Code Smell : Copying objects

While copying a two dimensional array in Ruby, both Object#dup and Object#clone were creating the problem of “shallow copying”. Separate copies of the array elements were created but the same reference for any Object type attributes were used inside the element. Hence, any changes to objects inside one array were showing in the copied one as well .

A solution to shallow copying seemed to be Marshal. Forums were littered with caution against the usage of Marshal for copying. I ignored the warning and enjoyed a working output from my implementation of Conways's Game of Life. This is how Marshal was used:

@cell_grid = Marshal.load(Marshal.dump(@new_grid))

I introduced objects (instead of strings) as constants inside the Cell class that was used as the basic element of an array.

The output started behaving in an unpredictable manner and I was stuck for hours before giving up and asking for help. Turned out, that the way Marshal works is that it serialises and deserialises the objects DEAD and ALIVE and thus changes the object id.

So how do you solve the issue of copying objects or data structures in Ruby after having being let down by Object#dup, Object#clone and Marshal? The simple answer is – you avoid copying! This may sound too harsh, but as pointed out :

“generally, if you’re trying to make a copy of an object, you’re probably thinking about the problem wrong. Copying can be avoided by exploiting the way ruby references work and designing the function APIs accordingly”.

Gregory Brown, author of Best Practises in Ruby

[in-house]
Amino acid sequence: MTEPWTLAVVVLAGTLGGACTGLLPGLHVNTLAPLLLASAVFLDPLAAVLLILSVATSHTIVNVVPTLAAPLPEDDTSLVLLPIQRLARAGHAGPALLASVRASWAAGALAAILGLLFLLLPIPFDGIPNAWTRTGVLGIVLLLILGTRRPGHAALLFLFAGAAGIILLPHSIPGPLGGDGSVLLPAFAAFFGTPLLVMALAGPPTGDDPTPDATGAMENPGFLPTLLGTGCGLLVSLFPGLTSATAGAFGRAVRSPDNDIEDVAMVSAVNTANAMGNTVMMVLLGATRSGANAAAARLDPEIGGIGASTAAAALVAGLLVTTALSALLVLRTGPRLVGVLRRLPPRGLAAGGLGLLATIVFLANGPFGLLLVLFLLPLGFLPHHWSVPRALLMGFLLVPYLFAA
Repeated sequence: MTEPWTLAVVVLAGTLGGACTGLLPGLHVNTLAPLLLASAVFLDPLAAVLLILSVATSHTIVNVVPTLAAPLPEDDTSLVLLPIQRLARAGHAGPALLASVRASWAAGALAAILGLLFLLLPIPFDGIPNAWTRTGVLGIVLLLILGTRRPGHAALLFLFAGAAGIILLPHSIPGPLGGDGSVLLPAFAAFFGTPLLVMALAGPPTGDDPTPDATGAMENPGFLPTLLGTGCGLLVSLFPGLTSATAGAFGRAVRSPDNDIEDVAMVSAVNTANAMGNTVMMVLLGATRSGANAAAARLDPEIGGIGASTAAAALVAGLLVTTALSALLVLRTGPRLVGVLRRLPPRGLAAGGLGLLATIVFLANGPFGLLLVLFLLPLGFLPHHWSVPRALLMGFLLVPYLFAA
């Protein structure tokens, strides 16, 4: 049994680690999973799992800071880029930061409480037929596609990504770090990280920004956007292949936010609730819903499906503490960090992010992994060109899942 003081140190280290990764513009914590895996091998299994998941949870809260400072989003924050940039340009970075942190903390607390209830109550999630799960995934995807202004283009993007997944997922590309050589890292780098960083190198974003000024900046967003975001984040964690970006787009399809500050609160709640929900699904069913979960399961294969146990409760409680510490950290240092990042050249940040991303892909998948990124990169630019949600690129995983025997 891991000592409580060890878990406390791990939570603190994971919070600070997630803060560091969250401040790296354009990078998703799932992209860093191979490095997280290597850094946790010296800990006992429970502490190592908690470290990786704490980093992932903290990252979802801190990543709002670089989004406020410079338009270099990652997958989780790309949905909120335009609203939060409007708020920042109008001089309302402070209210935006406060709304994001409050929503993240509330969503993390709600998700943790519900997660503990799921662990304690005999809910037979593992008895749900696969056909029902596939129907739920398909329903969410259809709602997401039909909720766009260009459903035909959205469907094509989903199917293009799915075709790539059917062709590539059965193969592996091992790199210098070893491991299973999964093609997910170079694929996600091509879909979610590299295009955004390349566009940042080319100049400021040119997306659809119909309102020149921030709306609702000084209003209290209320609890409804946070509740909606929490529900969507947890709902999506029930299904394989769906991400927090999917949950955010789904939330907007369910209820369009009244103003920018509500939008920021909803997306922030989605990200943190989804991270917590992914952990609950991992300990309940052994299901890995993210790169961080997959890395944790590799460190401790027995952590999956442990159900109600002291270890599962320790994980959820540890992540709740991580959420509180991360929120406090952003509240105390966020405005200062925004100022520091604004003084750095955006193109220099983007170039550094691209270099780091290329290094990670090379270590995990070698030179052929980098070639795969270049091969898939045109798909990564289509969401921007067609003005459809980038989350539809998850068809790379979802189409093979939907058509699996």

Inspired but still dubious, I set out to remove any instances of copying in my Game of Life implementation. Instead of copying the two dimensional grid, I changed the state of the grid for the next generation based on the current generation's grid.

We intutively use copying in our code for situations which might seem like they need copying. But reducing instances of copying will ensure less buggy code base.


Aditya is an engineer at C42 Engineering. If you liked this post, please consider...

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Code smells : getters and setters

A way of thinking about writing a good piece of code is to remember that not everything out there is good. Not all language features will help you write quality code. Some features may in fact be considered harmful (a code smell) and are hence discouraged.

Let’s consider the case of getters and setters. They are common in most languages. You might say what’s wrong about getters and setters? Well everything!

Getters and setters break the very concept of encapsulation and data abstraction. They essentially give access to the internal implementations which should never happen in any good OO design. Only place where you might think of using getters is comparison between same type of objects.


Vijay Dhama is an engineer at C42 Engineering. If you liked this post, please consider...

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Chef Recipe for Capistrano setup

Capistrano sometimes throws errors like "cannot create XYZ folder because of inadequate permissions" . These irritating and trivial errors can be avoided by writing a Chef recipe to set up the machine for Capistrano deployment.